Teenage sex steams up the small screen
Television has come a long way from the innocent days of the 1950s, when even married couples like Ozzie and Harriet slept chastely in twin beds, and when teenagers routinely settled for a good-night kiss at the end of a date.Skip to next paragraph
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Today, sex sizzles everywhere on the small screen. A study released yesterday by the Kaiser Family Foundation finds that two-thirds of all entertainment shows in the 1999-2000 television season include sexual content, up from about half of all shows in 1997-98. Yet only 1 program in 10 includes any reference to the risks and responsibilities of sex.
This results in what Victoria Rideout, vice president of the foundation, calls "a lot of missed opportunities" to help shape attitudes and behavior among adults and young people alike.
By far the most troubling changes in TV fare involve teenagers. The number of teen television characters involved in sexual intercourse has tripled in the past two years, from 3 percent to 9 percent.
As Ms. Rideout explains in a telephone interview, "Overall, the number of shows that have teen characters involved in
sexual situations has stayed roughly the same, but what the teens are doing does seem to have changed. They're more likely to be involved in advanced sexual encounters."
Yet the report, titled "Sex on TV," offers encouraging news, too. Programs with teenage characters in sexual situations, Rideout says, are now more likely to include a reference to the value of waiting to have sex or the importance of taking precautions if one is going to have sex.
Teenagers and sex make a volatile mix as youthful passion produces curiosity and experimentation. In a sex-saturated society, media images form only one way in which young people get information about intimate relationships. Parents and peers also play significant roles.
In the world of teenage sex, a fledging abstinence movement and slightly lower teen pregnancy rates offer modest but encouraging signs that attitudes and behavior may be changing slightly. Still, as the report points out, attitudes about sex aren't formed by a single incident. Instead, they are cumulative, drawn from a variety of sources and experiences.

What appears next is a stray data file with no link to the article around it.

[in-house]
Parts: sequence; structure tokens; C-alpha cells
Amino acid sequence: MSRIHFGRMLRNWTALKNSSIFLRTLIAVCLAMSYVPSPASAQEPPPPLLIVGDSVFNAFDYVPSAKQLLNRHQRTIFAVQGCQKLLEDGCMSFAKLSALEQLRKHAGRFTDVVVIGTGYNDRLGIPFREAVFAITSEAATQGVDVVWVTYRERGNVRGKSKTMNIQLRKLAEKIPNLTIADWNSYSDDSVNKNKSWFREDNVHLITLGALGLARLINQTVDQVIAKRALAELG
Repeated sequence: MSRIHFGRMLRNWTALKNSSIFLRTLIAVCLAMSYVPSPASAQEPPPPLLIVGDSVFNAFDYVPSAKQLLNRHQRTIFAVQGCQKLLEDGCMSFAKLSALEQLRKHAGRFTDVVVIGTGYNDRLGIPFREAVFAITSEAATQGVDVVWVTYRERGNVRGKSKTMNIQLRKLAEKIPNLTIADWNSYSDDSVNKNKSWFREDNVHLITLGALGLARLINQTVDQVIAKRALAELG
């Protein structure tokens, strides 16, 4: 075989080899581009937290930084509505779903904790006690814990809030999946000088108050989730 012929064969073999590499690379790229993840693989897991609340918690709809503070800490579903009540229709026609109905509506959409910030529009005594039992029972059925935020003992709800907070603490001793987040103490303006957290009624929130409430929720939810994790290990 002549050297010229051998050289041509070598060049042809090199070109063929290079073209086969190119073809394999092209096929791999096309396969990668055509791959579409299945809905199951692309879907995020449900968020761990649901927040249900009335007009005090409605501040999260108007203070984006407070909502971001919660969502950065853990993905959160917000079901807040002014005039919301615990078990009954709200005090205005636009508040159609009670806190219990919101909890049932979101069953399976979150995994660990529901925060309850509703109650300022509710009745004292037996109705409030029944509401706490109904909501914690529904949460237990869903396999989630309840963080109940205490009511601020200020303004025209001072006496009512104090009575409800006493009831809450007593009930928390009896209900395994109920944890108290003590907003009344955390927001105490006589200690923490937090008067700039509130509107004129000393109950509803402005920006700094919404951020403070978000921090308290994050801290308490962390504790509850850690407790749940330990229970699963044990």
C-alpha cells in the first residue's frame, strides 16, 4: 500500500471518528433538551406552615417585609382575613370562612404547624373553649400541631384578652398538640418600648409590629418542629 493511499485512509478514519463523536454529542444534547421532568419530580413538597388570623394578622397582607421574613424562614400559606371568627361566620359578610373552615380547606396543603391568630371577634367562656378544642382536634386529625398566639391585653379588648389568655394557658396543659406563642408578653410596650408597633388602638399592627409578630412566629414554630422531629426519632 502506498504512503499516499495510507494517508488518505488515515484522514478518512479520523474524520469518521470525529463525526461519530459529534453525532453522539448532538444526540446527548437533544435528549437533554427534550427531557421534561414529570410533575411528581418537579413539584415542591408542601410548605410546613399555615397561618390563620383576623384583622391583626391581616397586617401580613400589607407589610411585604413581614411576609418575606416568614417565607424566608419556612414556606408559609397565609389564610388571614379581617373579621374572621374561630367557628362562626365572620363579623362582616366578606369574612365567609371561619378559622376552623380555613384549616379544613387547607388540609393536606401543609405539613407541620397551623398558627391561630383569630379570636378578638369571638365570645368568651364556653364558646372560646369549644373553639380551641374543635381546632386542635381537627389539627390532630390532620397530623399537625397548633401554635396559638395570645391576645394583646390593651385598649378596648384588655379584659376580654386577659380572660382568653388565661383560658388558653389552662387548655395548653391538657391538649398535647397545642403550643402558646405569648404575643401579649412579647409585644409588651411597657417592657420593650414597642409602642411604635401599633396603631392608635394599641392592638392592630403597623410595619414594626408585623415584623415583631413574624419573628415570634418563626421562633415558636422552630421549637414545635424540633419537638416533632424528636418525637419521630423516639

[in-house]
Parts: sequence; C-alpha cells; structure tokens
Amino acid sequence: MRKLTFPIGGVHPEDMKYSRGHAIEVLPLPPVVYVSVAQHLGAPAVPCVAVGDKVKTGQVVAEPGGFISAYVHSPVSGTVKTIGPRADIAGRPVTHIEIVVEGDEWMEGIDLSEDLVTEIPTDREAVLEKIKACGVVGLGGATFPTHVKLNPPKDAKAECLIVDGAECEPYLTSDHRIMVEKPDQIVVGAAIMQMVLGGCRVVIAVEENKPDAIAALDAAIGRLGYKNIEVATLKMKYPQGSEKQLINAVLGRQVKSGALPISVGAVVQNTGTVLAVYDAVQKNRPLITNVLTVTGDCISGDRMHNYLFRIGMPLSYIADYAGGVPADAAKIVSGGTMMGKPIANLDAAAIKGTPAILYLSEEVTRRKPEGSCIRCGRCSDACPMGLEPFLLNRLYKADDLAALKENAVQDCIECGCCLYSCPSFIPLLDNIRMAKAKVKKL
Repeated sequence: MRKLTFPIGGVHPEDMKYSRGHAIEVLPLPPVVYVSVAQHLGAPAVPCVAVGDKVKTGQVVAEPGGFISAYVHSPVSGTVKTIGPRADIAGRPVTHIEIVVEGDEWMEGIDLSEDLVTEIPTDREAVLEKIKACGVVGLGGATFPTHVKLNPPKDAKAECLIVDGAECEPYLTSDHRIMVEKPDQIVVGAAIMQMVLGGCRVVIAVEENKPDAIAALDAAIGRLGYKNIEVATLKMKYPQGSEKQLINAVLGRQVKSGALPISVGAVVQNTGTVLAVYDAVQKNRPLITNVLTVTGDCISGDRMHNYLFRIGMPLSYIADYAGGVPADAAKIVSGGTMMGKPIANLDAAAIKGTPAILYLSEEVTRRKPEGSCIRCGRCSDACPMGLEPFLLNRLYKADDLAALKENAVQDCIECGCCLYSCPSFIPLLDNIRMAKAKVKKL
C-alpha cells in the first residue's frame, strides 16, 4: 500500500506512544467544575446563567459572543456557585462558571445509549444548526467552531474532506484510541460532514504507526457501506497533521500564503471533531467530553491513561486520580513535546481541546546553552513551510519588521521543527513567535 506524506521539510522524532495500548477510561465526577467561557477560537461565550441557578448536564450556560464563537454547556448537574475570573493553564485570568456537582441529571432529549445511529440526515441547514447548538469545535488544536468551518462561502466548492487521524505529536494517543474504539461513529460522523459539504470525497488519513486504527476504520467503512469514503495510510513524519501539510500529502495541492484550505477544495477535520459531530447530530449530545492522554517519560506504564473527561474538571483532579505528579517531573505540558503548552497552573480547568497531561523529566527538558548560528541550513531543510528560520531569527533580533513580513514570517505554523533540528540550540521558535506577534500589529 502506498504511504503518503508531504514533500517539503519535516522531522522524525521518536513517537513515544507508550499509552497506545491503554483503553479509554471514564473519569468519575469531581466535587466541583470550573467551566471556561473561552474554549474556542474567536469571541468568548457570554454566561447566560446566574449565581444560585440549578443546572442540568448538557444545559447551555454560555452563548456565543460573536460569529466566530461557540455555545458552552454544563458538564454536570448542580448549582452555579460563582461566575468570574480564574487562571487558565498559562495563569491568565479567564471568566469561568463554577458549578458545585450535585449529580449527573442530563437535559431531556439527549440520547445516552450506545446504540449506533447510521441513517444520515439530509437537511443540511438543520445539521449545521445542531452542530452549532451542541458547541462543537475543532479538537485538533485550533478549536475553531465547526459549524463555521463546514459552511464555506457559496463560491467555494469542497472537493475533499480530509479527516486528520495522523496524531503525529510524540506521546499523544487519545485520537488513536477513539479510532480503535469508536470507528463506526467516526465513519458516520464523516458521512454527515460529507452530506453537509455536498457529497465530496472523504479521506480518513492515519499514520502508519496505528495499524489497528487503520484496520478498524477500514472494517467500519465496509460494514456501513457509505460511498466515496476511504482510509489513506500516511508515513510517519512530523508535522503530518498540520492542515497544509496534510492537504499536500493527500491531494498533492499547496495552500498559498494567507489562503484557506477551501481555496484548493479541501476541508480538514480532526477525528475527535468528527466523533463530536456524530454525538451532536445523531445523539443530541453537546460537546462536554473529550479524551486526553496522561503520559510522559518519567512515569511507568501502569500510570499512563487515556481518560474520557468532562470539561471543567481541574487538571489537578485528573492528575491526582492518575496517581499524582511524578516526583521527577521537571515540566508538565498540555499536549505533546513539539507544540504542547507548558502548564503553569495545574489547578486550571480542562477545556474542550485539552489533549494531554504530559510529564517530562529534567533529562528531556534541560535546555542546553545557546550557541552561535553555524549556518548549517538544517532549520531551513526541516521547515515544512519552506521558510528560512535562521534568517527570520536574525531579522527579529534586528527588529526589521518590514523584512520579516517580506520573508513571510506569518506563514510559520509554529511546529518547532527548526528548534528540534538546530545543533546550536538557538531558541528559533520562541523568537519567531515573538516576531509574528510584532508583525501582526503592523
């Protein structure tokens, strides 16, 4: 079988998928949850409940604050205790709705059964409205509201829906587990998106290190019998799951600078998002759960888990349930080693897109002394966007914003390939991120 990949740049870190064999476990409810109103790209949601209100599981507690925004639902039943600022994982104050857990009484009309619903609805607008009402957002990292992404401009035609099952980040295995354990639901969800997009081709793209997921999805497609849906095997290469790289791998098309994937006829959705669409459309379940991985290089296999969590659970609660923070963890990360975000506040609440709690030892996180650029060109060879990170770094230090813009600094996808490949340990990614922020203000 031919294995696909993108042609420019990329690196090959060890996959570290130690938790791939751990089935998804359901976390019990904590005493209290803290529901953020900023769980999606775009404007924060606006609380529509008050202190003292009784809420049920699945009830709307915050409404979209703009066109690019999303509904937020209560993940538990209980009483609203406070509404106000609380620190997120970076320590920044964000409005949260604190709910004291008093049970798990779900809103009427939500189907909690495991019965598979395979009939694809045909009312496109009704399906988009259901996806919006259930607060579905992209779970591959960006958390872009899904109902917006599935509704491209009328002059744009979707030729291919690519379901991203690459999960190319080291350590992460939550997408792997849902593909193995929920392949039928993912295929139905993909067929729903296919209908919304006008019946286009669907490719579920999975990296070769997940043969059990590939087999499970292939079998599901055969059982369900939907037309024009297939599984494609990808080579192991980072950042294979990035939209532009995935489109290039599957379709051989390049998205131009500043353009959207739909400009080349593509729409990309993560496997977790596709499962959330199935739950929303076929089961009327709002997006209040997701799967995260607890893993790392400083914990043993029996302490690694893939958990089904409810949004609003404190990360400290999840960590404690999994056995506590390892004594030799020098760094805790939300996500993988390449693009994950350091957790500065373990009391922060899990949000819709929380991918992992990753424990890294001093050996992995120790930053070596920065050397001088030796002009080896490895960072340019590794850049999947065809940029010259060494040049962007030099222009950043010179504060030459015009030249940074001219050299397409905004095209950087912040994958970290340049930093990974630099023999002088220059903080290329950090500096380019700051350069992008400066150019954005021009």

Rideout and others at the Kaiser Family Foundation resist the temptation to tut-tut about the findings. Rather, they see television portrayals of sex as an opportunity to spur conversations and discussions.
As one encouraging sign, Rideout notes that 70 percent of parents say they've had conversations with their children about sex that were sparked by something they saw on TV. That, of course, requires parents to watch TV with their children - an option not always possible in many families.
Television producers have remained largely exempt from criticism about their portrayals of sex. No one expects them to return to 1950s-style depictions. Yet in the same way that tobacco and alcohol companies are being held increasingly accountable for the messages they send to young people, television executives also bear a responsibility to consider ways to create programming that encourages responsible behavior. No V-chip can screen out the steady barrage of prime-time passion.
In the future debate about sex on television, the report states, "it may well be more important to consider how sex is shown rather than simply how much it is shown."
Encouraging teenagers to postpone sex, and giving them a moral basis for doing so, will always be a responsibility that begins at home - but does not end there. Hollywood can play its part too, with occasional scripts that emphasize the importance of affection and respect.
As one change from the current steamy romps, producers might even consider tamer fare for young viewers: showing the awkward sweetness of a teenage couple's goodnight kiss on the front porch. What a novel idea for a script.
(c) Copyright 2001. The Christian Science Publishing Society